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Int J Radiat Oncol Biol Phys. 2002 Dec 1;54(5):1322-30.

Ultrasonography and fluoroscopic fusion for prostate brachytherapy dosimetry.

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1
Department of Electrical Engineering, University of Washington, Seattle, WA 98195, USA.

Abstract

PURPOSE:

To investigate the feasibility of performing postimplant and intraoperative dosimetry for prostate brachytherapy by fusing transrectal ultrasound (TRUS) and fluoroscopic data.

METHODS AND MATERIALS:

Registration of ultrasound (prostate boundary) and fluoroscopic (seed) data requires spatial markers that are detectable by both imaging modalities. In this study, the needle tips were considered as such fiducials. Prostate phantoms were implanted with the seeds, and four localization needles were inserted. In the TRUS frame of reference, the longitudinal coordinate of the needle tip was determined by advancing the needle until the echo from its tip just registered at a known probe depth. The tip's transverse coordinates were determined from the associated TRUS slice. The three-dimensional needle tip positions were also calculated in the fluoroscopic coordinate system using a seed reconstruction method. The transformation between the TRUS and fluoroscopy coordinate systems was established by the least-squares solution using the singular value decomposition.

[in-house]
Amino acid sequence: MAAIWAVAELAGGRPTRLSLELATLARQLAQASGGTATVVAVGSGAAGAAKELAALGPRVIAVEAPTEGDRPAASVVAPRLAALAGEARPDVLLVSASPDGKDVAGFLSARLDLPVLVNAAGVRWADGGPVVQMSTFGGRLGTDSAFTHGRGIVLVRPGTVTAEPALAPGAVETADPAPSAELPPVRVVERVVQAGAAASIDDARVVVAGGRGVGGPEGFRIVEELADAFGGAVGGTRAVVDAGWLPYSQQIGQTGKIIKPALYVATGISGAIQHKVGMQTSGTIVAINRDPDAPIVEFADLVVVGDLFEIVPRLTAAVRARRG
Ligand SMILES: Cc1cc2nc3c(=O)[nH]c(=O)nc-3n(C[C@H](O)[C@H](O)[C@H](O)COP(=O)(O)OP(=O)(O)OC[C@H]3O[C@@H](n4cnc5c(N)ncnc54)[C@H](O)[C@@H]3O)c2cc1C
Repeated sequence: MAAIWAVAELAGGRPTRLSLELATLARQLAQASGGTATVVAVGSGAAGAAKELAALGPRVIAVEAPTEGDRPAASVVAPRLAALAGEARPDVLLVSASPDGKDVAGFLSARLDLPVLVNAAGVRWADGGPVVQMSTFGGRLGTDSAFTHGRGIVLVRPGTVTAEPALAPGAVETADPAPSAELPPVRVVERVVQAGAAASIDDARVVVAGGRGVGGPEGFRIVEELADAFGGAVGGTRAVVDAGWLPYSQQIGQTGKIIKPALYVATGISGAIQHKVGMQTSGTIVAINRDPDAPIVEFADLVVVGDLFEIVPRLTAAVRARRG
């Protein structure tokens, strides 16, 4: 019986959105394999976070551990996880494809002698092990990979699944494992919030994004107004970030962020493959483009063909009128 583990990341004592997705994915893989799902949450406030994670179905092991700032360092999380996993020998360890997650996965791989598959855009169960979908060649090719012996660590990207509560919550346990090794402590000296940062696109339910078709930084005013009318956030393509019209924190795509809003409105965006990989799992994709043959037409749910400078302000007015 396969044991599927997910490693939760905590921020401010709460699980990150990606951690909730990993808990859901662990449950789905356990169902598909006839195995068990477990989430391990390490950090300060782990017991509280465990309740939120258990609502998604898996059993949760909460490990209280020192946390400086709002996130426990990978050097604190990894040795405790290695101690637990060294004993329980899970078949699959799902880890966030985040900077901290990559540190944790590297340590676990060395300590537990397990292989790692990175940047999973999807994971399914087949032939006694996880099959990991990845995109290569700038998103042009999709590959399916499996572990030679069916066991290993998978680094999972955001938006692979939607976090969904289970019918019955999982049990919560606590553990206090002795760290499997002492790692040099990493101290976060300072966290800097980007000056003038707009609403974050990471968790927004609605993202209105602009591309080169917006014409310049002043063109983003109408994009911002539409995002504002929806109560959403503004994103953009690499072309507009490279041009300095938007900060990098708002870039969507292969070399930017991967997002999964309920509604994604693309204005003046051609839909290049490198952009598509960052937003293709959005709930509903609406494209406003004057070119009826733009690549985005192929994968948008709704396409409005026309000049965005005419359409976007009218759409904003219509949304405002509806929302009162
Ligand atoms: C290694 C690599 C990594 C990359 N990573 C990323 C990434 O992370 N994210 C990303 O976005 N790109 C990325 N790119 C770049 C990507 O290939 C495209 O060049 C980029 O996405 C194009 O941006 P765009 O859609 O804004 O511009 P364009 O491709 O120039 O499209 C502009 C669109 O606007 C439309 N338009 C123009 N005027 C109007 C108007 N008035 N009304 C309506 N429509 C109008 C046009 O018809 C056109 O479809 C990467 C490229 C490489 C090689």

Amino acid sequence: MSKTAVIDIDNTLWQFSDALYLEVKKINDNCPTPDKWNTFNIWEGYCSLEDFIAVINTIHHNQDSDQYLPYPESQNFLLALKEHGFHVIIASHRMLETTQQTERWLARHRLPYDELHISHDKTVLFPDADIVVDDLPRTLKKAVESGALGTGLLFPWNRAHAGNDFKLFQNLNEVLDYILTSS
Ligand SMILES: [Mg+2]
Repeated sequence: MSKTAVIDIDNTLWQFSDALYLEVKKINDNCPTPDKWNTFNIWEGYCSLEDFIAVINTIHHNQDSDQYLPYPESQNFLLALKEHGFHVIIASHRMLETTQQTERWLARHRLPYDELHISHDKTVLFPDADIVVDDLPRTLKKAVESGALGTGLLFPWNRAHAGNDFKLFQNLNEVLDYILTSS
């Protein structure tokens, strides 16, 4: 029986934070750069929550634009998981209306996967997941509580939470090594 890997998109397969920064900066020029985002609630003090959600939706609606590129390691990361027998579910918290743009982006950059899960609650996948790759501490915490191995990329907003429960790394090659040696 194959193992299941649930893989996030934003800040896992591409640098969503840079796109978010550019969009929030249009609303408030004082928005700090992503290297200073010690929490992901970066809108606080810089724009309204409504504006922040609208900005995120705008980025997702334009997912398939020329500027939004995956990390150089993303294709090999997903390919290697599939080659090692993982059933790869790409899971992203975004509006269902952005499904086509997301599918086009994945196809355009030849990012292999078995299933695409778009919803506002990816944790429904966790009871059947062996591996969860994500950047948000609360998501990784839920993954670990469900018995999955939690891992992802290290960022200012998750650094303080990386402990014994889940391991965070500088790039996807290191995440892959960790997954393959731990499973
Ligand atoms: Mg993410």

RESULTS:

With three of four needle tips as fiducials and the one remaining needle as a test target, the mean fiducial registration error was 0.8 mm and the test target registration error was 2.5 mm. When all four points were used for registration, the errors decreased to 1.1 mm. A comparison between the proposed method and CT-based dosimetry yielded a percentage of prostate volume receiving 100% and 150% of the prescribed minimal peripheral dose and minimal dose received by 90% of the prostate gland that agreed within 0.4%, 2.7%, and 4.2%, respectively.

CONCLUSION:

The combination of TRUS and fluoroscopy is a feasible alternative to the currently used CT-based postimplant dosimetry. Furthermore, because of online imaging capability, the method lends itself to real-time intraoperative applications.

PMID:
12459353
[Indexed for MEDLINE]
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